This tied to recent years of lobbying by the Octagon bar owners on licensing and trading hours and conditions, sometimes tied to hosting after-match wakes for Stadium sport and events (even although major events at the stadium are tapering, as predicted), unsupported youth, gang sqirmishes, under-resourced local police, and society’s access to cut-price alcohol and its liberal use (pre-loading and regular binging) alongside other substance abuse, means the Octagon is devolving into a hell-hole of collective making – not dissimilar to what happened at Cathedral Square in Christchurch before the quakes.

What will the city council do to mitigate the situation, and how soon can we restore the space to 24/7 safety for all? Is this even possible with the cluster of ‘intemperance’ bars and no push for building owners to move to greater diversity in mixed ground floor tenanting on the lower Octagon? One way or another “Party Central” has to fold – changing the pattern of ground tiles will not suffice.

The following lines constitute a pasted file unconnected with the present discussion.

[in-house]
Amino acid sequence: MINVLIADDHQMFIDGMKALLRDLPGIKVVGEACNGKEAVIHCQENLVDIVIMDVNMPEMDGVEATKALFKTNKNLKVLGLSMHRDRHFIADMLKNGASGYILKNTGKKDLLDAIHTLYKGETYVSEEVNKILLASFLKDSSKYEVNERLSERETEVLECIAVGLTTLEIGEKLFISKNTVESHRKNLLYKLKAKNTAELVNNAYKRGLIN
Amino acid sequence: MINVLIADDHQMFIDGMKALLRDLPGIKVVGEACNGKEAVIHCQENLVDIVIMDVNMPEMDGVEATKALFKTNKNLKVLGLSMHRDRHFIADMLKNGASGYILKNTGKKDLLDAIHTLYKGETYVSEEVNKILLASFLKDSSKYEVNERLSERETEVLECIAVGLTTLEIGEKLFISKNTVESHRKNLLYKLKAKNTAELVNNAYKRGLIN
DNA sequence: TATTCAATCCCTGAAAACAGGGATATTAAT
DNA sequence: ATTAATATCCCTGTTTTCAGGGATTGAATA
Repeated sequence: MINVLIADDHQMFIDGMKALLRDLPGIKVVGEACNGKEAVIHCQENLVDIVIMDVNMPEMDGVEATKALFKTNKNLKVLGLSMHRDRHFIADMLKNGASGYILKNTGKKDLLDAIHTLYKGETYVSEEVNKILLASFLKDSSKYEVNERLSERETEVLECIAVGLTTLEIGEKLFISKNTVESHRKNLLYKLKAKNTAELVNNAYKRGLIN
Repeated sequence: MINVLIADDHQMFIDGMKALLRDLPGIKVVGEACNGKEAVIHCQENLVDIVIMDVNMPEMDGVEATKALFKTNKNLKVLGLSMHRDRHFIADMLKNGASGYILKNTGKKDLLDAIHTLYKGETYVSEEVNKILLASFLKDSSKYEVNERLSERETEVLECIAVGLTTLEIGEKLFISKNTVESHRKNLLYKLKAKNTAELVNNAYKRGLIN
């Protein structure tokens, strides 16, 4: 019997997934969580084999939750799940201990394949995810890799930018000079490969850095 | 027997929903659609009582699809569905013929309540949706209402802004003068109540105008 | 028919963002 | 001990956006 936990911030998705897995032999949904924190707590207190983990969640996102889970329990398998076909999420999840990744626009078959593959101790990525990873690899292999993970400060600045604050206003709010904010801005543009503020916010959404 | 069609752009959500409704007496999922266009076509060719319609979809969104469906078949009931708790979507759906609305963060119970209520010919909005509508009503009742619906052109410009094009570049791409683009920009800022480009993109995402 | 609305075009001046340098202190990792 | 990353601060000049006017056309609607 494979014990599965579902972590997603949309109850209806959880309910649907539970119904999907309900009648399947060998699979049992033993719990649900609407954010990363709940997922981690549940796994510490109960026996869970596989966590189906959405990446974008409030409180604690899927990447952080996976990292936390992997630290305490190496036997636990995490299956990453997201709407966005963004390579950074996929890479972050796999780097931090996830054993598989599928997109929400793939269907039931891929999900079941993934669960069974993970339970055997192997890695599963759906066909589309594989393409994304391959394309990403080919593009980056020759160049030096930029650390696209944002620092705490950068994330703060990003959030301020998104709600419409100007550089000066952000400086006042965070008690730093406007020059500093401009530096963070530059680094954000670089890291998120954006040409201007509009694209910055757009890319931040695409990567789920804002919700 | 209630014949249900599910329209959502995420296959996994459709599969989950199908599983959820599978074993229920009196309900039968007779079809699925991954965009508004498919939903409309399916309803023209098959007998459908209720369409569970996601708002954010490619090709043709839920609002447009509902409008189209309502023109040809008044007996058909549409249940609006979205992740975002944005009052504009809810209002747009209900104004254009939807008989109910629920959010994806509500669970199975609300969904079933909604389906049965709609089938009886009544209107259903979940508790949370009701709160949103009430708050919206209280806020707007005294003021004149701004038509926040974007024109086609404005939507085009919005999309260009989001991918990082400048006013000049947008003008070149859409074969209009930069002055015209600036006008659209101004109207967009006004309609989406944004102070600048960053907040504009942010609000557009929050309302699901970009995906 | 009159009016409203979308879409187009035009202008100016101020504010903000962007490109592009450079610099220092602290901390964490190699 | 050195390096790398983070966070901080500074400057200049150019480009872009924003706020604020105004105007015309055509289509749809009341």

Dunedin Mayor Dave Cull speaks volumes when he says, at times, he does not feel comfortable near the Octagon.

ODT Editorial: Personal responsibility key (30.4.14)
Knowing Dunedin is one of the most statistically safest cities in New Zealand will bring no solace to the families involved in the tragic death of Ryan Court at the weekend. Read more

Related ODT stories:
30.4.14 Arrest after Octagon assault
30.4.14 Progress made in assault inquiry
29.4.14 ‘A good man’ mourned
29.4.14 Man hospitalised after Octagon assault
28.4.14 Bottle assault follows bar death
28.4.14 Names released after death at city bar
28.4.14 Arrest follows death at city bar
27.4.14 Man in custody over Octagon bar death

ODT ‘Booze Control: Stop and Think’ series:
Excessive drinking changes the way people act
30.1.14 Education fails, professor says
29.1.14 South’s alcohol statistics worst
28.1.14 Delicate balancing act over licensing
27.1.14 Still a ‘very safe community’
25.1.14 Time to clean up act over alcohol
25.1.14 The cold, naked truth about nightlife

Posted by Elizabeth Kerr